Empowering Liberia’s fishing communities to protect ocean ecosystems
Today, EJF is delighted to be launching Communities for Fisheries, our new project in Liberia, which is enabled by the generous funding support of the European Union. We’re deeply appreciative of the opportunity to work with the Liberian Government, communities and local networks and especially alongside the EU Delegation.
In line with EJF's vision of securing legal, sustainable and equitable fisheries in Liberia, the project will run for the next four years, during which time EJF’s local and international teams will empower communities to co-manage fisheries and reduce illegal fishing, building lasting sustainability and social equity into Liberia’s fishing sector. The project is part of the EU-Liberia Agricultural partnership programme which aims, among other things, at supporting a competitive and environmentally sustainable value chain for inland and coastal fisheries in Liberia.
An estimated 80% of Liberia’s population is dependent on fish for essential dietary protein. Small-scale fisheries also provide employment for 33,000 people in the country and play a critical role in the economy. But illegal fishing is threatening this vital source of food and livelihoods.
Trawlers fishing illegally in Liberia’s waters are able to catch vast amounts of seafood, impoverishing local communities and destroying marine ecosystems. However, fishing communities can act as custodians of the resources they rely on, safeguarding the sustainability of Liberia’s waters.
EJF’s new project aims to help them to do exactly that, providing training, workshops and community engagement, building capacity for fisheries ‘co-management’. In particular, the project will engage and empower women, who make up 60% of the fisheries workforce, and must be included in decision-making to ensure long-term sustainability.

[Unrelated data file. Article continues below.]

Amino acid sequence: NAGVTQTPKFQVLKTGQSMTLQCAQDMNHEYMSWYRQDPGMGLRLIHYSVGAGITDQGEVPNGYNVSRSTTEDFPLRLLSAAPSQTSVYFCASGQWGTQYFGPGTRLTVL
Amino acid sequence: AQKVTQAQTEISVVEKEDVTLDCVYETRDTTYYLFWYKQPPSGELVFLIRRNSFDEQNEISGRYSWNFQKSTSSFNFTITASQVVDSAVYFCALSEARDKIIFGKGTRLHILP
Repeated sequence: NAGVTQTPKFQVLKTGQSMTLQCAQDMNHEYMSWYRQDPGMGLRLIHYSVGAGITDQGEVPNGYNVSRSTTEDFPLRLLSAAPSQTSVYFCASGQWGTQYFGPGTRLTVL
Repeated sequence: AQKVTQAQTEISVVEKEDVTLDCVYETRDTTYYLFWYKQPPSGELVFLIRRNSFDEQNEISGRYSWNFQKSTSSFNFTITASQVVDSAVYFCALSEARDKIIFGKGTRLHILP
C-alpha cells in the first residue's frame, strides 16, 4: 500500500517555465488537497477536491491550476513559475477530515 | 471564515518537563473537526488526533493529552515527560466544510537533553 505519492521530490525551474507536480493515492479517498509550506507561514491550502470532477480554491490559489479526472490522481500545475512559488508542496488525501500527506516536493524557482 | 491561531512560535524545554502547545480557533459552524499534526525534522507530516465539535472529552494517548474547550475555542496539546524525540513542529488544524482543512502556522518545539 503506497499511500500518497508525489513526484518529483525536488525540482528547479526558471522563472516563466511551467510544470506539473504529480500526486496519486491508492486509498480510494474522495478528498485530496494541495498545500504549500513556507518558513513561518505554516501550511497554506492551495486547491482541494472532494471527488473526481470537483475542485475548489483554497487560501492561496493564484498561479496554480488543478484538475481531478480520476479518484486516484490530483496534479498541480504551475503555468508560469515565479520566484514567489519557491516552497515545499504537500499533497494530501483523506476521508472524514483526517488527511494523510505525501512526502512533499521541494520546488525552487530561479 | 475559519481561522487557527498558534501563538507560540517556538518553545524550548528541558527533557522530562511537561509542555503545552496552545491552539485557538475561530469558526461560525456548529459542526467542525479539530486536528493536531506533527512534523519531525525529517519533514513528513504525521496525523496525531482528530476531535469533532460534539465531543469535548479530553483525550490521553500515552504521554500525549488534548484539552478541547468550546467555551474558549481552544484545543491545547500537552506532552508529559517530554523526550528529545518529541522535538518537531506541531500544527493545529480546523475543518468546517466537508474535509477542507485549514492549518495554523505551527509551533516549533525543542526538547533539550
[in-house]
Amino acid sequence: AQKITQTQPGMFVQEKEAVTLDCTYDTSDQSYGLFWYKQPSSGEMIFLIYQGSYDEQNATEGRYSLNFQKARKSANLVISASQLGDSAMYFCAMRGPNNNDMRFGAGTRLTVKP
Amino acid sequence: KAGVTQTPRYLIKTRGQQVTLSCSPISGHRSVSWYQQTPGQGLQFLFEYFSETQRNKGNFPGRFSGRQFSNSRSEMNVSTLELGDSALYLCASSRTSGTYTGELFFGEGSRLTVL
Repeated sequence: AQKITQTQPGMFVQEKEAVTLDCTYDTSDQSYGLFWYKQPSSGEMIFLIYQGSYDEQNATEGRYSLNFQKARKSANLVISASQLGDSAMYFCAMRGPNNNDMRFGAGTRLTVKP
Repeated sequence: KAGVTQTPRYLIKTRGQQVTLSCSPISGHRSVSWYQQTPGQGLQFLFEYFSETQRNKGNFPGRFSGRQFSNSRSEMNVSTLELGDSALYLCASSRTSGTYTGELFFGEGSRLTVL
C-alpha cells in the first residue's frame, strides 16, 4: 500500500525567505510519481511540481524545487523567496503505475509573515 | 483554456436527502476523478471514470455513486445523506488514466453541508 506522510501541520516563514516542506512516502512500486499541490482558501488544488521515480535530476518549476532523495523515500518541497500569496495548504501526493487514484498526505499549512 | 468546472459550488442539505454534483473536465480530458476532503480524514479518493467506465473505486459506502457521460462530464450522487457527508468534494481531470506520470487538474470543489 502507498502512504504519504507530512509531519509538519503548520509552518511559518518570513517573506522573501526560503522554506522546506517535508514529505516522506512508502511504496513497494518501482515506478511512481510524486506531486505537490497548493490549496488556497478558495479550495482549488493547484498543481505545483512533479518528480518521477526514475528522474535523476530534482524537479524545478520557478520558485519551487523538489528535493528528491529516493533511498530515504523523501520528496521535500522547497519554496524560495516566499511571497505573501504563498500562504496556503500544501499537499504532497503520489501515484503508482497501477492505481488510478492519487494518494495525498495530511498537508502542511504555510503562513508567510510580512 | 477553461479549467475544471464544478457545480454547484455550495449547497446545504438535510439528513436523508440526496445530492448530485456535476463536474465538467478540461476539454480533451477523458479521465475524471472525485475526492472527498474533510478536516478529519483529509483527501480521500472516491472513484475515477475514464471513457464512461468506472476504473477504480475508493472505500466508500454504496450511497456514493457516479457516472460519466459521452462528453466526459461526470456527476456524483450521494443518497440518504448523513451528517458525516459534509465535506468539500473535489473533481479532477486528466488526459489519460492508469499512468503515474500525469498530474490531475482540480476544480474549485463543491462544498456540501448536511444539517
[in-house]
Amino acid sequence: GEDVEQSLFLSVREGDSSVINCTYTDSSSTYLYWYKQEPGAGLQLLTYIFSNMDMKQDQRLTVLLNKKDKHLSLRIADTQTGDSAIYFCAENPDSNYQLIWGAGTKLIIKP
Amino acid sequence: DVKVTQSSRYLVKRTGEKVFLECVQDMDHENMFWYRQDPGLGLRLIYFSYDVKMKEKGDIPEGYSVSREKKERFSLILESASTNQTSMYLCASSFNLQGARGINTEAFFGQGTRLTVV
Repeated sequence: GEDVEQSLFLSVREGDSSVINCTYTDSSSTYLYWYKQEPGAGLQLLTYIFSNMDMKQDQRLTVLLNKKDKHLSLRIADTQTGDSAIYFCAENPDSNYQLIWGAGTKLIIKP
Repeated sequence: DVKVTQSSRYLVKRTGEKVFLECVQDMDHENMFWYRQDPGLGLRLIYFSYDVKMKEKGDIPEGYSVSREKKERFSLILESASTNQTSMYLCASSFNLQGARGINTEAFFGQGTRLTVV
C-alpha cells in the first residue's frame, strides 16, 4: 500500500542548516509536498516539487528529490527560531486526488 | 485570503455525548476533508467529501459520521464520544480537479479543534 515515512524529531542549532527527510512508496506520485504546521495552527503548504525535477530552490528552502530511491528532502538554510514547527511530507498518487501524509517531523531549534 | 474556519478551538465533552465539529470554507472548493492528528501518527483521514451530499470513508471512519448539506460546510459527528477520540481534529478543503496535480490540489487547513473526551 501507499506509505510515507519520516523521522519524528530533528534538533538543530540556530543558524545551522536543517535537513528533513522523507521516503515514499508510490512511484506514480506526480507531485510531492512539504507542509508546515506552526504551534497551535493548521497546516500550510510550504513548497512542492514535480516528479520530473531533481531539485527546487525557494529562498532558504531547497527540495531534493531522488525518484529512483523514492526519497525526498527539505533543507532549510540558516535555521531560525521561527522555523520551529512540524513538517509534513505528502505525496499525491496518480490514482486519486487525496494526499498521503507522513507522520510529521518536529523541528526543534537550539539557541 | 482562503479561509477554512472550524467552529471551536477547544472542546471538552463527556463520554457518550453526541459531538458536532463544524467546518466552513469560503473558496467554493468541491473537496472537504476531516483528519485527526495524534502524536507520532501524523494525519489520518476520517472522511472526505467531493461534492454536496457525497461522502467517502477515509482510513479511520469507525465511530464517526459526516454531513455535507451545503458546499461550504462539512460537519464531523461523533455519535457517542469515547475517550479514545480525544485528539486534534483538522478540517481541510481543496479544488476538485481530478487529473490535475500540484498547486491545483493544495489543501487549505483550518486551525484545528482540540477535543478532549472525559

As well as providing the government with a source of specialist local knowledge, co-management with coastal communities will provide vital monitoring in the fight against illegal fishing.
If local people are given the skills and equipment to collect evidence, such as taking good quality, geotagged photos of trawlers fishing illegally, they can create an effective line of defence for Liberia’s fish populations. Once this evidence is collated, the government will be able to effectively prosecute the perpetrators, deterring illegal fishing in the future.
Training in ‘citizen science’– another aspect to the project – will mean that important data on fish catches can be recorded at the landing beaches, providing crucial input for sustainable management.
Beyond coastal communities, the project will engage the Liberian government, national and international media, and academics. Co-management will not only benefit communities, but also policymakers who have limited resources at their disposal. The data collected by citizen scientists will allow academics to research the health of marine wildlife populations and draw up effective fisheries management plans.
EJF has a long, successful history in Liberia, having worked in the country for almost a decade, one of the few NGOs that remained throughout the Ebola crisis. Our staff on the ground already work with many fishing communities on our sharks and rays project, which last year saw the Liberian government commit to develop a national plan of action to protect these iconic creatures that are essential to maintaining the health of our oceans.
This gives us a unique position of strength to start the new project, and a real chance to create lasting positive change for Liberia’s priceless ocean ecosystems and its people. Our sincerest thanks to the EU Delegation in Liberia for enabling us to launch Communities for Fisheries today.
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